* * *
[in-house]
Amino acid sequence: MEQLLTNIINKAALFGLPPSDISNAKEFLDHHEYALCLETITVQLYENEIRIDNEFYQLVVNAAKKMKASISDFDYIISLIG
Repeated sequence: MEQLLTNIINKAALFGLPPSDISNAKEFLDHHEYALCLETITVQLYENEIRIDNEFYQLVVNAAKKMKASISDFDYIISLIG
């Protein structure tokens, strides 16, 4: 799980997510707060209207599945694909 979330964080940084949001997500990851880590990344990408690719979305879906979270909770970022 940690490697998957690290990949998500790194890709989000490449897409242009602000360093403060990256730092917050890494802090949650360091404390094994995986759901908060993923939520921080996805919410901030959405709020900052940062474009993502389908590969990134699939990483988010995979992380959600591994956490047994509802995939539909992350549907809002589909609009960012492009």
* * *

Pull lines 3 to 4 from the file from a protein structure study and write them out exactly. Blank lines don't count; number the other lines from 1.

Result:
Repeated sequence: MEQLLTNIINKAALFGLPPSDISNAKEFLDHHEYALCLETITVQLYENEIRIDNEFYQLVVNAAKKMKASISDFDYIISLIG
């Protein structure tokens, strides 16, 4: 799980997510707060209207599945694909 979330964080940084949001997500990851880590990344990408690719979305879906979270909770970022 940690490697998957690290990949998500790194890709989000490449897409242009602000360093403060990256730092917050890494802090949650360091404390094994995986759901908060993923939520921080996805919410901030959405709020900052940062474009993502389908590969990134699939990483988010995979992380959600591994956490047994509802995939539909992350549907809002589909609009960012492009």